Emotions are so important they tell us how we feel and how to react to a certain situation. Over time our bodies are programmed to respond a certain way to different events. Yet if you ask someone to describe emotions they have trouble. Chapter 11 tells us what emotions are and chapter 12 explains to us where they come from. In Chapter 11 it asks five questions about emotions. The first is what is emotion? Second is what causes it? Third is how many are there? What good are they is the four main question? Last is what are the differences between emotion and mood? Chapter 12 tells us that there are three different reasons for emotions, biological, cognitive, and social/cultural.
The first question is what is emotion? It is a feeling. A person feels something and then reacts a certain way. It is also bodily reaction. Our body responds to the situation. The next thing emotion is a sense of purpose. This means that it gives us a goal to strive for. Last is Social expression. It tells others what we are feeling by what we say and do. An example is if we feel in danger, we will have a scared expression. Our bodies will get ready to fight or flee. We have a goal protect our self or the people around us. Others can tell by our face, voice and body language.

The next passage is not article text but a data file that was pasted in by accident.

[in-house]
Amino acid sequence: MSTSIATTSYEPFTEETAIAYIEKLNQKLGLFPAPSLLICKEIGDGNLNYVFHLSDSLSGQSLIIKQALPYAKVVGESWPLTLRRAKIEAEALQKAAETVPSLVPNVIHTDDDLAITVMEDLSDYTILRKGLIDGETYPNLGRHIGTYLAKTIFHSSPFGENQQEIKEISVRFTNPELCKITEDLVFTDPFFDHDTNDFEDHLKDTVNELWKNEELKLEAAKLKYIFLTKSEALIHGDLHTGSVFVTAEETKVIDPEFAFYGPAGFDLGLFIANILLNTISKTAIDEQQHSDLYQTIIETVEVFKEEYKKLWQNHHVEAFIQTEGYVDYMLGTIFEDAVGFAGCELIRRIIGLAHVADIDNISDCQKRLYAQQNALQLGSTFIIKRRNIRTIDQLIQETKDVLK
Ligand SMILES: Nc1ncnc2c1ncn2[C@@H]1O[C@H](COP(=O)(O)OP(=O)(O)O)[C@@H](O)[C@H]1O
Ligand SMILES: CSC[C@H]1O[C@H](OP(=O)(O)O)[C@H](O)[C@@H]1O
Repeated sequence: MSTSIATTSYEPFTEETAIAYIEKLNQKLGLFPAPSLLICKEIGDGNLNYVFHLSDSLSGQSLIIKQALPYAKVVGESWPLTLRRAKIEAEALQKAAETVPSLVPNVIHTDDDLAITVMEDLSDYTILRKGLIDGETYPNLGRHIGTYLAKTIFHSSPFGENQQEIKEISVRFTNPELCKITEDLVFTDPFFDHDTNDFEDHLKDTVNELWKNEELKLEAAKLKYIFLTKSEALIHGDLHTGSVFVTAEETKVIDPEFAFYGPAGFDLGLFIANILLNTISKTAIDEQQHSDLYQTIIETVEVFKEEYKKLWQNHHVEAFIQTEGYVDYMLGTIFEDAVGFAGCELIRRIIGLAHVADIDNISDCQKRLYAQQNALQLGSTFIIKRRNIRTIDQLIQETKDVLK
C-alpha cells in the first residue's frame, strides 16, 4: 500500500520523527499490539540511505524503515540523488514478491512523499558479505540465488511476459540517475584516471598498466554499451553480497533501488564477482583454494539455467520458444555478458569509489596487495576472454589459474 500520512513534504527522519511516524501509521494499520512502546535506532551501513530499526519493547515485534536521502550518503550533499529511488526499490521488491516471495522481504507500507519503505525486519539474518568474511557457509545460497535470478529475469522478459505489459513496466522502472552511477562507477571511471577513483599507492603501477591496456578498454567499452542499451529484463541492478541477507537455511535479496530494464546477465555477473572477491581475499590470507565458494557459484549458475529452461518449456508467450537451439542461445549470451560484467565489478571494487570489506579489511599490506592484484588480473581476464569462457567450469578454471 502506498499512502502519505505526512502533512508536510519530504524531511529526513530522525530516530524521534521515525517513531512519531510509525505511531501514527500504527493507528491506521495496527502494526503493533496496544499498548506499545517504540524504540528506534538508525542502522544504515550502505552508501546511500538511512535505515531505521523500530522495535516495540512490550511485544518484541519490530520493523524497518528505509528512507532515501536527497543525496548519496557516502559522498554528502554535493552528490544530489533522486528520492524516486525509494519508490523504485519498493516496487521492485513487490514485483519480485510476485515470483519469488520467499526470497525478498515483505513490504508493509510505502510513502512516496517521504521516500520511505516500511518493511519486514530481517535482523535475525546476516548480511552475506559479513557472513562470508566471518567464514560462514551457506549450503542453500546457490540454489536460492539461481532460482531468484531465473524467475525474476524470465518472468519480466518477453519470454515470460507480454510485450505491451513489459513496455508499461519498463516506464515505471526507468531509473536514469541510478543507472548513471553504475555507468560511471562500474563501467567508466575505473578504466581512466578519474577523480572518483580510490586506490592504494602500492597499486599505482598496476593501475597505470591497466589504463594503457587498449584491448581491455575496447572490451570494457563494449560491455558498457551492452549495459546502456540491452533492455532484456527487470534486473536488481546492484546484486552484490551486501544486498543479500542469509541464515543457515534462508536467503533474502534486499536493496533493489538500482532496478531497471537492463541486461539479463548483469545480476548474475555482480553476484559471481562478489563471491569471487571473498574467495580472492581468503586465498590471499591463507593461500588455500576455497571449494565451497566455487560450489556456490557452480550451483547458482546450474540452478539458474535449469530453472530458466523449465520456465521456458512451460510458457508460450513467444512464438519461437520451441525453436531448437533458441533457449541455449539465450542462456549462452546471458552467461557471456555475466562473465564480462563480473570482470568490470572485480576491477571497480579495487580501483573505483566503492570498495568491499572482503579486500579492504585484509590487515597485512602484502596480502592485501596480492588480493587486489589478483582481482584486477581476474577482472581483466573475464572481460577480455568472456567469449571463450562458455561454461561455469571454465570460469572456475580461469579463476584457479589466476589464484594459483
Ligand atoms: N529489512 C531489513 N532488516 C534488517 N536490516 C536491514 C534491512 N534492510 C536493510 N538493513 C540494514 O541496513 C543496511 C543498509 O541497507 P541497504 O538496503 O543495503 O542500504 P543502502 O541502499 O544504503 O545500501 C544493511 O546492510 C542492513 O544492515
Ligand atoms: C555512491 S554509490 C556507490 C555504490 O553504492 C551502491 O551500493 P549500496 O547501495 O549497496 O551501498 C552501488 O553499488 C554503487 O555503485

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The first major place they come from is biological. People over the years have learned what to do and how to react to different situation. When faced with danger our bodies just respond and do not even take the time to think. The James-Lang theory is a good example. The researchers were interested in what come first the feeling or the reaction. Does a person see a bear, feel afraid and then runaway? Or does a person see a bear, react and run and away and then get afraid? When presented with a situation of danger our bodies how learned to either fight or flee. There is also the theory of emotion. It says that people have lots of feelings and the facial expressions are what tell others what they are felling.
Facial feedback hypothesis Edit
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The last biological theory addressed in the chapter was the facial feedback theory. This theory emphasizes the faces role in the subjective aspect of emotion. It argues that emotion is essentially facial feedback information. This information is seen in movements of the facial musculature, changes in facial temperature, and changes in glandular activity in facial skin. According to this theory, facial feedback activates emotion.